In the late Qing Dynasty, the publication of periodicals was one of the most influential activities of Western “Social Gospel” Protestant missionaries in China. This paper focuses on the “strategic” characters of these Chinese missionary journals published in the last 50 years of the late Qing Dynasty. The underlying assumption of the paper is that the “Social Gospel” faction in China was not only a theological direction but also a strategic choice to attract Chinese potential readership. Publishing of these journals as the main vehicle of “social gospel” should also be regarded as a strategic activity, to ensure the legitimacy of its existence, explore the needs and tastes of readers, seek economic self-support and maximise its role. Based on this assumption the following characters of these journals should be noticed and discussed: from the external perspective, these journals were strategically positioned in the interwoven social network of missionaries and secular world in China. From the internal perspective, the scientific, informational, and religious materials were strategically organised according to the changing situation. The Confucian discourses were strategically reconstructed to serve as a contrast and foil to Christianity. In the explanation of the nature of a journal, the missionaries combined this newly imported western medium with the tradition of collection of folk songs (采风) in ancient China at the political level. And the identification of missionaries themselves in the journals always swayed between western “scientists” and traditional Confucian scholars, but their identity as missionaries was always intentionally concealed.

Kaiwen Jin, “The Image of Taoism and Folk Belief in the Late Qing Dynasty and the Republican China—From the View of Intellectual Elites in Chengdu”

Under the impact of western culture in the late Qing Dynasty and the Republican China, the conflict between tradition and modernisation became more intense in China. Under such circumstance, Taoism, as a native religion, together with its related folk beliefs, suffered much more queries and criticism as never before from Chinese intellectuals. Although Chengdu, the provincial capital of Sichuan, was located in southwest China, which was more isolated and uninformed than the coastal areas in theory, and enjoyed a high status in Taoist history, many traditional concepts here were still greatly affected by western culture. Besides individual publications and local chronicles, the intellectual elites could express their various kinds of opinions through new media at that time like newspaper, magazine, and periodical, which were more popular and widespread than traditional ways. Most of them preferred to show their dissatisfaction, rather than sympathy to Taoism and were even more radical when talking about folk beliefs, though they sometimes admitted that the tradition did have its positive and valuable side.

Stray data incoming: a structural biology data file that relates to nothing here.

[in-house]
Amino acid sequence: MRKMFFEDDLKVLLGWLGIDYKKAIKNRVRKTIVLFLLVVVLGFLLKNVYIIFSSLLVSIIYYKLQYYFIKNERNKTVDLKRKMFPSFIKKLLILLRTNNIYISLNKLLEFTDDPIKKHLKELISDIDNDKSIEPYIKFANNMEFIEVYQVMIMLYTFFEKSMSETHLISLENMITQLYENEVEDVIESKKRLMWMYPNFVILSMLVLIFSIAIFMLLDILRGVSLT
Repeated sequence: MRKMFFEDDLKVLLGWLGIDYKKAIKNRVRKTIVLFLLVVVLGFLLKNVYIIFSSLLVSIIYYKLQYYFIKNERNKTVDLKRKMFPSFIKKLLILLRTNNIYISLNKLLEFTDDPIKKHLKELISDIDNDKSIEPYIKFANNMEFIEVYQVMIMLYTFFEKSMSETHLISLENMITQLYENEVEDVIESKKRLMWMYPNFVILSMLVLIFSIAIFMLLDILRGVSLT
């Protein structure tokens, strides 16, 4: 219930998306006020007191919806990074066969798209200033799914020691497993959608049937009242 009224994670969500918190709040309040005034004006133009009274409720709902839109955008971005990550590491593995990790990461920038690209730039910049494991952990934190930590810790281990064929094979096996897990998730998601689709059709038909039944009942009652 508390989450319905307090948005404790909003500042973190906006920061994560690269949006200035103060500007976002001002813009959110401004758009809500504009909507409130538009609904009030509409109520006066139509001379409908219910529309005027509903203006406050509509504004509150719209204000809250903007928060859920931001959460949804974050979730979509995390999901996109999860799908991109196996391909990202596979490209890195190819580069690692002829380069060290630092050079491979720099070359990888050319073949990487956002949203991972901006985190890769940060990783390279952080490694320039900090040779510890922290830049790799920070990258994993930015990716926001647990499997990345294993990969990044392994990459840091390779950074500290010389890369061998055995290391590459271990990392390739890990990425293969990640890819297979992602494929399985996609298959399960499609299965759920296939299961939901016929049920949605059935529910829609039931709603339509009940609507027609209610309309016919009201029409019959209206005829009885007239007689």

Xin Yang, “Taoism in the New Culture Invention Progress: A Landscape that the Statistic Analysis of Modern Newspapers and Periodicals Exposes”

Newspapers and Periodicals were active media in the formation of new knowledge and common sense in Late Imperial China after 1840 and Republican China. It is not hard to figure out that when observing the concept, knowledge, belief, and mind change in the first half 20th century China, they are important sources. At the same time, as the new-emerging Digital Humanity approach rapidly developing, it exposed to us some new landscape. It is commonly agreed that Taoism was heavily criticised under the background of embracing modernity in the 20th century. However, when searching the keyword “Taoism” based on Quanguo baokan suoyin, a database that collects Newspaper and Periodicals from 1833–1951 and includes more than 50 million literature, it is surprising to notice that the keyword “Taoism” is no more often mentioned during 1910–1920, when the “New Culture Movement” that characterised itself as radically against “tradition occurred, than in 1930–1940. This article firstly tries to explain this phenomenon that why Taoism seemingly didn’t generate so much attention during the decade when it was supposed to be, but why suddenly more discussion in 1930–1940? Secondly, in the whole results, the two English publication: North-China Herald and Supreme Court & Consular Gazette, count nearly half of the total records mentioned “Taoism”. This article aims to compare the content emphasis difference between Chinese and English written world. In this way, through the lens of the important media at that time, it contributes to reveal position of Taoism in the so-called New Culture Invention Progress.

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Room F